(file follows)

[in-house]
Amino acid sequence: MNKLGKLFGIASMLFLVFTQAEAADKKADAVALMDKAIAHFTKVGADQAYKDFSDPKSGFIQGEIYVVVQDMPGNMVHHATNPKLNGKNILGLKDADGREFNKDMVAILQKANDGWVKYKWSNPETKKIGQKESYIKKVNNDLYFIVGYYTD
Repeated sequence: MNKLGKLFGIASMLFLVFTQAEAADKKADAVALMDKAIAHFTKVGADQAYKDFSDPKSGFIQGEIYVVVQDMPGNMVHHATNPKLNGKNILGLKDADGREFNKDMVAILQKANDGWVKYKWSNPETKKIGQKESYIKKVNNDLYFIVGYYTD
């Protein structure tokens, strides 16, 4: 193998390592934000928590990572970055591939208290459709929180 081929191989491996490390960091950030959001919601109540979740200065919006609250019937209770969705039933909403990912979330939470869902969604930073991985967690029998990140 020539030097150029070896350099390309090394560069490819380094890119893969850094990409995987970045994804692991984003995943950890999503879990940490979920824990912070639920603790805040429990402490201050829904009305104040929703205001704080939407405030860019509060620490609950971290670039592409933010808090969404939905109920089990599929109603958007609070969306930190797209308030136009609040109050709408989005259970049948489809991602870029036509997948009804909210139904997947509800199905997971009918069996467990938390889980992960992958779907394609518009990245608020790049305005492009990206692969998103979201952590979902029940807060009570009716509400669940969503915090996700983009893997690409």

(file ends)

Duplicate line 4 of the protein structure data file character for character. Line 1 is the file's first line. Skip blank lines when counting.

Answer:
């Protein structure tokens, strides 16, 4: 193998390592934000928590990572970055591939208290459709929180 081929191989491996490390960091950030959001919601109540979740200065919006609250019937209770969705039933909403990912979330939470869902969604930073991985967690029998990140 020539030097150029070896350099390309090394560069490819380094890119893969850094990409995987970045994804692991984003995943950890999503879990940490979920824990912070639920603790805040429990402490201050829904009305104040929703205001704080939407405030860019509060620490609950971290670039592409933010808090969404939905109920089990599929109603958007609070969306930190797209308030136009609040109050709408989005259970049948489809991602870029036509997948009804909210139904997947509800199905997971009918069996467990938390889980992960992958779907394609518009990245608020790049305005492009990206692969998103979201952590979902029940807060009570009716509400669940969503915090996700983009893997690409």